Thousands of genes in organs throughout the body show predictable daily fluctuations. New research reveals complexity in how those genes' cycles of activity are controlled.
A discovery of how ethylene triggers changes in gene activity could lead to new ways to stop or slow ripening.
The vaccinia virus increases the size of its genome when it confronts the immune system, thereby increasing the odds of a random mutation that will improve its survival.
By investigating the cause of a fatal snake disease, scientists have found a virus that links two known virus families that can cause fatal hemorrhagic fevers in humans.
Mutations in four different DNA damage repair genes have been linked to chronic kidney disease.
Scientists have catalogued and compared the hundreds of types of bacteria that associate with the roots of the model plant Arabidopsis under various conditions.
Nurse's lecture on Great Ideas of Biology will take place at HHMIs Janelia Farm Research Campus on July 31.
With a newly discovered component of an adaptive bacterial immune system, scientists have identified a targeted method of slicing DNA that they say can be easily customized for a variety of applications.
Short strands of piwi-interacting RNA may detect foreign invaders by determining whether a gene has ever been turned on in an organism's past.
Quake is being recognized for his work in drug discovery, genome analysis and personalized medicine.
A new imaging technology developed at Janelia lets users track each cell in an embryo as it takes shape over hours or days.
Thirty years after their discovery, scientists have the first picture of a Wnt protein, a member of a protein family that includes some of the most important regulators of growth and development.
HHMI scientists have determined the three-dimensional structure of two proteins that help keep the bodys clocks in sync.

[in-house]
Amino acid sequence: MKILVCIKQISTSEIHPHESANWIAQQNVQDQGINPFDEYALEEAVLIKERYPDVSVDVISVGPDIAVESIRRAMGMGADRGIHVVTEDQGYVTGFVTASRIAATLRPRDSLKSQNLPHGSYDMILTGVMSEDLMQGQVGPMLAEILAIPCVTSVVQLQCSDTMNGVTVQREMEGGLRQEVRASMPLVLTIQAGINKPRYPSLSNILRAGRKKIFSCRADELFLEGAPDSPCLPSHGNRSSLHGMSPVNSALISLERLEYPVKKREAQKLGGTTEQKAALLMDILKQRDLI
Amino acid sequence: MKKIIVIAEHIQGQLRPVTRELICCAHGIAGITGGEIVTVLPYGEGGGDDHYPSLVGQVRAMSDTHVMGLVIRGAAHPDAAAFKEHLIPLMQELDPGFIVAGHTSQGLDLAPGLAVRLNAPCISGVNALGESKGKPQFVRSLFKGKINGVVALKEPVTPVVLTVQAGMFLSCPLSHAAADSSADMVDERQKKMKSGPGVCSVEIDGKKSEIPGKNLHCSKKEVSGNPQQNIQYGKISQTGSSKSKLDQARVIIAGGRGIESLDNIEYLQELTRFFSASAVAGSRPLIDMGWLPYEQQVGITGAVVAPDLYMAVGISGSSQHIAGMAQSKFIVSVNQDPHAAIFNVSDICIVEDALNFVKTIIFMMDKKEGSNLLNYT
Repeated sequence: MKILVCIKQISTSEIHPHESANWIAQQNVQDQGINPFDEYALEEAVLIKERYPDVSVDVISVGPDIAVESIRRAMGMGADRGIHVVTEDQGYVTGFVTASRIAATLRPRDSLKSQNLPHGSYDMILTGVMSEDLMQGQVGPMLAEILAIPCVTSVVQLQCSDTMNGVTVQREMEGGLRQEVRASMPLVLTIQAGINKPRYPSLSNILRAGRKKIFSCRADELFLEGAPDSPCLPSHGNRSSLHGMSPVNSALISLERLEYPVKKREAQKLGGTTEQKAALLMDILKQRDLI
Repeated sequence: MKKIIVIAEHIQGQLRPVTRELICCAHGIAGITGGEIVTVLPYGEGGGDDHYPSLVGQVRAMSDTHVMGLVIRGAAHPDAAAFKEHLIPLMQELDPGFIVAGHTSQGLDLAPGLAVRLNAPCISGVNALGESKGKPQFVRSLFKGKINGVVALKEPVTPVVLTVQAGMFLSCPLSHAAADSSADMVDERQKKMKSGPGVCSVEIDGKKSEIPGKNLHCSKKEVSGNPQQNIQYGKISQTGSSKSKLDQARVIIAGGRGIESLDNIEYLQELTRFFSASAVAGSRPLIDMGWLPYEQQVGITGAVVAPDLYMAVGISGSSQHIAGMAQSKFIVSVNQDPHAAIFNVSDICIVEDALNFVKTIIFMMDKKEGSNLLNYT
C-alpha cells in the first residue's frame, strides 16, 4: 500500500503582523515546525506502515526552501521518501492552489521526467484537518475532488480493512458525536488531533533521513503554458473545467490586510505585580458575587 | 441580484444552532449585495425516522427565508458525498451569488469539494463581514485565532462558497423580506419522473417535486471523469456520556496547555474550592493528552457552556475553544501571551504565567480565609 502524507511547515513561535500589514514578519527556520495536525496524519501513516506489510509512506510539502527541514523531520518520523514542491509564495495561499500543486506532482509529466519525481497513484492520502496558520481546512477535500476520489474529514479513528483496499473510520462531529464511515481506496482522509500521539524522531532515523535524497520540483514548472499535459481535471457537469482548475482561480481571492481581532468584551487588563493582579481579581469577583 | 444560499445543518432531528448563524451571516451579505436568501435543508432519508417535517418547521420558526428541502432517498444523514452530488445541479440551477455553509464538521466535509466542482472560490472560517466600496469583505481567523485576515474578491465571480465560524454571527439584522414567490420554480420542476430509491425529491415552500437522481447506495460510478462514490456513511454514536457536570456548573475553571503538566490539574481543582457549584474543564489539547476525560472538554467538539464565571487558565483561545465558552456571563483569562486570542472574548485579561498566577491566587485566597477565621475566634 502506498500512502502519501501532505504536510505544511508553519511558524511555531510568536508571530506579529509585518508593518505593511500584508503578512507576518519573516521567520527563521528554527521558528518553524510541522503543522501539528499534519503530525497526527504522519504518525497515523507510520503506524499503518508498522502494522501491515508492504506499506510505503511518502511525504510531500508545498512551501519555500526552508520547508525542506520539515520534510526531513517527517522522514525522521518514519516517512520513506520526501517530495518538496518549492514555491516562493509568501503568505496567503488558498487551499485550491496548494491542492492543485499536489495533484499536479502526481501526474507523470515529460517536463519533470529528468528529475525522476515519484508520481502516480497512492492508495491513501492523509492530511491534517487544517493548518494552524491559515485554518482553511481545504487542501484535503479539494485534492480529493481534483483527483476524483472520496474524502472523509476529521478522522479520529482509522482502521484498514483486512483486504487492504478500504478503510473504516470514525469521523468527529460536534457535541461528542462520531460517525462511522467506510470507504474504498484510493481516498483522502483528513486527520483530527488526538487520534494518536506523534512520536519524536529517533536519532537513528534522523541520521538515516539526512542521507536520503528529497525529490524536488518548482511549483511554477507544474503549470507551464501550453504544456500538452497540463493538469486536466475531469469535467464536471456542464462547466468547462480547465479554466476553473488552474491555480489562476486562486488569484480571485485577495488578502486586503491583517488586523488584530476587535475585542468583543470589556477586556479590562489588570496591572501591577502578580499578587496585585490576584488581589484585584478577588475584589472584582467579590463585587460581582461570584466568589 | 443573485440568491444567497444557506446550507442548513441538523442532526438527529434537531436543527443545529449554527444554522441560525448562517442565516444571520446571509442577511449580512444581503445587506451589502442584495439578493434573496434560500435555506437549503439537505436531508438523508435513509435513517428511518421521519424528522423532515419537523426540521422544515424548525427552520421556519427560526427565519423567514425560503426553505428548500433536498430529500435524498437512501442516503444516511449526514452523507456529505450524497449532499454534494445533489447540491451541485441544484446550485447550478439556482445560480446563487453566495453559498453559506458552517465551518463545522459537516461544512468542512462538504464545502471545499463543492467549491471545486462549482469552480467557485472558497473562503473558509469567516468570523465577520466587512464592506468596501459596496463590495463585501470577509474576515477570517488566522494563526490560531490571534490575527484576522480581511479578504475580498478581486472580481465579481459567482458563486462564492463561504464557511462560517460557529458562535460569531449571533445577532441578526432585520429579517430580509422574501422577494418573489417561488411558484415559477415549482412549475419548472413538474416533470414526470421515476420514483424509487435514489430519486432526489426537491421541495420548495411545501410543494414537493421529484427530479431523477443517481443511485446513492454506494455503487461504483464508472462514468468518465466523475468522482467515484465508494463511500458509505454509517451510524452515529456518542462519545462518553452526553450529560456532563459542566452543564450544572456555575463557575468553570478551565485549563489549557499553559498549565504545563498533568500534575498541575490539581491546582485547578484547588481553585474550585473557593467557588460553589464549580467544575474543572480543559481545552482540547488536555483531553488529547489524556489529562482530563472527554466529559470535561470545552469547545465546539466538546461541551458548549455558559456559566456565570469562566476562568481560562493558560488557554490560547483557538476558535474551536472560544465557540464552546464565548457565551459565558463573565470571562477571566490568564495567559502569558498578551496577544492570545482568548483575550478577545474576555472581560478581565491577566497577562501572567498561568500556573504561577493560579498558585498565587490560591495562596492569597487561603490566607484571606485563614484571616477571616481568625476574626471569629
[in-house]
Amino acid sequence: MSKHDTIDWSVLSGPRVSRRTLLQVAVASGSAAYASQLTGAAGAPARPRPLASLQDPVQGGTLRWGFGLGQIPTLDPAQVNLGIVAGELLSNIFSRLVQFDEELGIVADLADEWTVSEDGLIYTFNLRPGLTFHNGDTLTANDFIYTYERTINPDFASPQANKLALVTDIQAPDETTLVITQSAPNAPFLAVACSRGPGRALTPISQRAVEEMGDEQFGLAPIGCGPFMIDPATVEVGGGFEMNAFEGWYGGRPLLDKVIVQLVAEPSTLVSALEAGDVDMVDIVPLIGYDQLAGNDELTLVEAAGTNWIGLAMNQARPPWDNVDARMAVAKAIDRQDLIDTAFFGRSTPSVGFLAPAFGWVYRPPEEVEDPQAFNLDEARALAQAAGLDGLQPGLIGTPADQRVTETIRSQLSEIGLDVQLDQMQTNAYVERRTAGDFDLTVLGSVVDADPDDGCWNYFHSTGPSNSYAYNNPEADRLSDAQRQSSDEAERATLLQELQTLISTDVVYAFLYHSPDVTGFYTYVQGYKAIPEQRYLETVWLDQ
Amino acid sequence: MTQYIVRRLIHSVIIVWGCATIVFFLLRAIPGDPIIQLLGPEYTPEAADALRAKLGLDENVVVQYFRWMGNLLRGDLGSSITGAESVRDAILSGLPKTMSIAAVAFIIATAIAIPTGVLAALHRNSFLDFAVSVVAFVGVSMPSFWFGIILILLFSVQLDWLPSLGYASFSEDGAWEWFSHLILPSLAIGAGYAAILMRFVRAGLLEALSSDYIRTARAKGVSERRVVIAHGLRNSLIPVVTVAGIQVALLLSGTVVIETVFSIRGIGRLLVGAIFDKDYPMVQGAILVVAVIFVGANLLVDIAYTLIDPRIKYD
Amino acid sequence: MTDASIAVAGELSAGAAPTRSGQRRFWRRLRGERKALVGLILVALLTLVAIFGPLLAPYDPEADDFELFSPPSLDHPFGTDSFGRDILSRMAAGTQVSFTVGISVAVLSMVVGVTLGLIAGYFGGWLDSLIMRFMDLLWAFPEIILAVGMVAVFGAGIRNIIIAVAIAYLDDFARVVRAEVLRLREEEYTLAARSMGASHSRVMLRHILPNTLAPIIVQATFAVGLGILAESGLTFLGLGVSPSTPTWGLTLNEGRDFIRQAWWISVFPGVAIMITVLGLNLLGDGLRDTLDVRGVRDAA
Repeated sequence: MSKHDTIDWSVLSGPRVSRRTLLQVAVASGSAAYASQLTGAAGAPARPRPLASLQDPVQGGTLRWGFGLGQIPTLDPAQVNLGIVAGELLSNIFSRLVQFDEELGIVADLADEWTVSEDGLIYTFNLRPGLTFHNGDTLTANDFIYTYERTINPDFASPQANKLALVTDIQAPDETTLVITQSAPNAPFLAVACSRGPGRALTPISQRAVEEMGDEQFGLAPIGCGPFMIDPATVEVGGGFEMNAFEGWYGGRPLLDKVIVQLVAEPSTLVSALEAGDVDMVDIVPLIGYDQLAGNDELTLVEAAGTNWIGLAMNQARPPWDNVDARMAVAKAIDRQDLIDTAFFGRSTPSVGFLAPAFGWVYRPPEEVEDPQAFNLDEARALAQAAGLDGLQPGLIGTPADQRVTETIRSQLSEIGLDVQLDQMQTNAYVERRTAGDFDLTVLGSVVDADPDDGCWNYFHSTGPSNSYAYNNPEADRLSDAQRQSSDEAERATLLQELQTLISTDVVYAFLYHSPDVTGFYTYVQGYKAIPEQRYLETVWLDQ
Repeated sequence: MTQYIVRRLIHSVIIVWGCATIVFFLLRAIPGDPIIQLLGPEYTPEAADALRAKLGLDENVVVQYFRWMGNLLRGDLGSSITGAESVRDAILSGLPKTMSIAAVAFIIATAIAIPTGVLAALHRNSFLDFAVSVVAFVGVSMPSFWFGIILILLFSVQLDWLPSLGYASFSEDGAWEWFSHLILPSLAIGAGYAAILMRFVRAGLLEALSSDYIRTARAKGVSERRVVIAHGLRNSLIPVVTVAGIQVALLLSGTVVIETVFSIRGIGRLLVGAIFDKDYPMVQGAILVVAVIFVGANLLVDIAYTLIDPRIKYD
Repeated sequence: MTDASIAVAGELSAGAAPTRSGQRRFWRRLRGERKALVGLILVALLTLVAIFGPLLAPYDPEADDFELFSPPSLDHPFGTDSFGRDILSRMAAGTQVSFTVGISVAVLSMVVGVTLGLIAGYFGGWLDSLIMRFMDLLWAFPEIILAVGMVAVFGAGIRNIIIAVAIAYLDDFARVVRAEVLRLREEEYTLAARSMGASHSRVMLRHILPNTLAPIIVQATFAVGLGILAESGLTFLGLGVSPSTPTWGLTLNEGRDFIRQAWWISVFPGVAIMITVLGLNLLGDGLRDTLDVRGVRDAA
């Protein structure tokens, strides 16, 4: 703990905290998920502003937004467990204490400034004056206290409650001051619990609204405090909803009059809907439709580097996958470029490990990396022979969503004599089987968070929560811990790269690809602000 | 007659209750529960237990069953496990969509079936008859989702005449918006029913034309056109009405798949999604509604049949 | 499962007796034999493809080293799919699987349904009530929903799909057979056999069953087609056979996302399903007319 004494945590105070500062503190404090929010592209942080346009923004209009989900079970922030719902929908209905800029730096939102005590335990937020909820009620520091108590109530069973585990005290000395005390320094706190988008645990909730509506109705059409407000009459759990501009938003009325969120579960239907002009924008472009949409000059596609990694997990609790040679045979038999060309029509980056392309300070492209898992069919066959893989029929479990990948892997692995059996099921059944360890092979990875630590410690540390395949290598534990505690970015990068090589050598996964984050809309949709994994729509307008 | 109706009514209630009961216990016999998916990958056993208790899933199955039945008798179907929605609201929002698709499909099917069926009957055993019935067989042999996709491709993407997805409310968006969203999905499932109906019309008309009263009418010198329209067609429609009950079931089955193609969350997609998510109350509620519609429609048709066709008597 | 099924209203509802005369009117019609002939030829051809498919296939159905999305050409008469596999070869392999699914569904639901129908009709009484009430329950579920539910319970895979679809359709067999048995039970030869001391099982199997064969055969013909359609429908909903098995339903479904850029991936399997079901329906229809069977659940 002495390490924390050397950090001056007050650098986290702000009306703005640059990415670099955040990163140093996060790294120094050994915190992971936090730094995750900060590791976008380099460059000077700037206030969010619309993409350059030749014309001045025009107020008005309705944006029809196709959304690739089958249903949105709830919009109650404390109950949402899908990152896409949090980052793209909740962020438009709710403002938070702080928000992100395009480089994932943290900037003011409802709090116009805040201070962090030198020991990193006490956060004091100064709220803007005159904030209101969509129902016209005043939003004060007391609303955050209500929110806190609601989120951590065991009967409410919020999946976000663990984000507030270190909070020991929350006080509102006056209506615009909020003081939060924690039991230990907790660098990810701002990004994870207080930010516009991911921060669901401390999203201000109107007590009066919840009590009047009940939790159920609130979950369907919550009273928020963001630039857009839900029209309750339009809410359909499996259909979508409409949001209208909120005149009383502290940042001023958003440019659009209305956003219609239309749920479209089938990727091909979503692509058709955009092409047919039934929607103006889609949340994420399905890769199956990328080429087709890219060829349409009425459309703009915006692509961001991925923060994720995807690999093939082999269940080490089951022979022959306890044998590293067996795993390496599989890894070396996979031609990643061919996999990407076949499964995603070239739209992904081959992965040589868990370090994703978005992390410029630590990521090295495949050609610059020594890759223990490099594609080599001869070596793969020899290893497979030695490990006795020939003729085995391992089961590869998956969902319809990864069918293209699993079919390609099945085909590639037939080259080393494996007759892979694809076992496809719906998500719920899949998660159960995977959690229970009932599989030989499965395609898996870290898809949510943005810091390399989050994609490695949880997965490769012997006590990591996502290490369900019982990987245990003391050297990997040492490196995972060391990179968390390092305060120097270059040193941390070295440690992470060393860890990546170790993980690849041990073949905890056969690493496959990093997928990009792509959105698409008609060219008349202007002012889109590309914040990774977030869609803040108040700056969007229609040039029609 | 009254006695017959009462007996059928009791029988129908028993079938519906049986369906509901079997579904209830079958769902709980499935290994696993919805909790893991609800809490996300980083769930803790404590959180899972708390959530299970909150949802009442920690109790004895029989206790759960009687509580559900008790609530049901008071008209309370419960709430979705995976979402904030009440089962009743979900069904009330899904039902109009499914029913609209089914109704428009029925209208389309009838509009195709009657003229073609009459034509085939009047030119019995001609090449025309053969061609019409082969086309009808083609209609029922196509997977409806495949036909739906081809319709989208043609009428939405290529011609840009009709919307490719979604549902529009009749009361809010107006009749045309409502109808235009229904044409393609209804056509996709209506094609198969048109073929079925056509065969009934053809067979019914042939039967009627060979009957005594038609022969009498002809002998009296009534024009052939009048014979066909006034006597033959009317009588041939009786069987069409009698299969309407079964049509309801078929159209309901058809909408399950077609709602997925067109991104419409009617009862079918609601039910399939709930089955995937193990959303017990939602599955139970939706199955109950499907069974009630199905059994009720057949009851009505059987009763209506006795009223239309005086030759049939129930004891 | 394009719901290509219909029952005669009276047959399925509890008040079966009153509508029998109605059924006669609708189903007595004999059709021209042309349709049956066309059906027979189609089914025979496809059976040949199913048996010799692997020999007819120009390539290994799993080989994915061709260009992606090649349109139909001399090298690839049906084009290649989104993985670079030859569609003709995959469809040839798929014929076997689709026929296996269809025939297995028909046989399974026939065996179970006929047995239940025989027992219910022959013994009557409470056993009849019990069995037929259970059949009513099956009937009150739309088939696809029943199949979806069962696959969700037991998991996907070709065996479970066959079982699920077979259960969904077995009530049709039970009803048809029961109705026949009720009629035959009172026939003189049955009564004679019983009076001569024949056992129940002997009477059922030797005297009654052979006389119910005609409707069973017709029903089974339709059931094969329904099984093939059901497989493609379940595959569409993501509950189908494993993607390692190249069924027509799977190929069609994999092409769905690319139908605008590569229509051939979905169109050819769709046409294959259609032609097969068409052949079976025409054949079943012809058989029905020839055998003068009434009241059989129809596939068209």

The three scientists are recognized for elucidating basic neuronal mechanisms underlying perception and decision.
Arthur Horwich and Franz-Ulrich Hartl honored for contributions to the understanding of the molecular mechanism of protein folding.
Using genetic programming, researchers have identified a specific type of cell in the outer layers of the brain that is crucial for Prozac's action.
Researchers lay out evidence for how an unusually efficient enzyme evolved from non-catalytic ancestor proteins.
In the region of the brain that controls motor planning, a self-reinforcing loop of neuronal signaling helps establish connectivity during early development.
Researchers have uncovered the enzyme that transfers phosphate to milk proteins like casein, but also to proteins found in bones and teeth enamel.
Many of the most severe mutations identified in patients with autism affected proteins that work together in one large interconnected network.
As fish in different parts of the world adapted to live in fresh water, the same sites in the genome were changed time and again.
HHMI researchers Thomas M. Jessell and Michael Rosbash honored for significant contributions to medical science.
HHMI seeks to appoint up to 30 new HHMI investigators in 2013. Applications open on March 15, 2012.
Long, ropy fibers were long thought to be the causes of these diseases including Alzheimer's and Parkinsons, but research over the past decade has revealed that fibers arent amyloid proteins' most toxic form.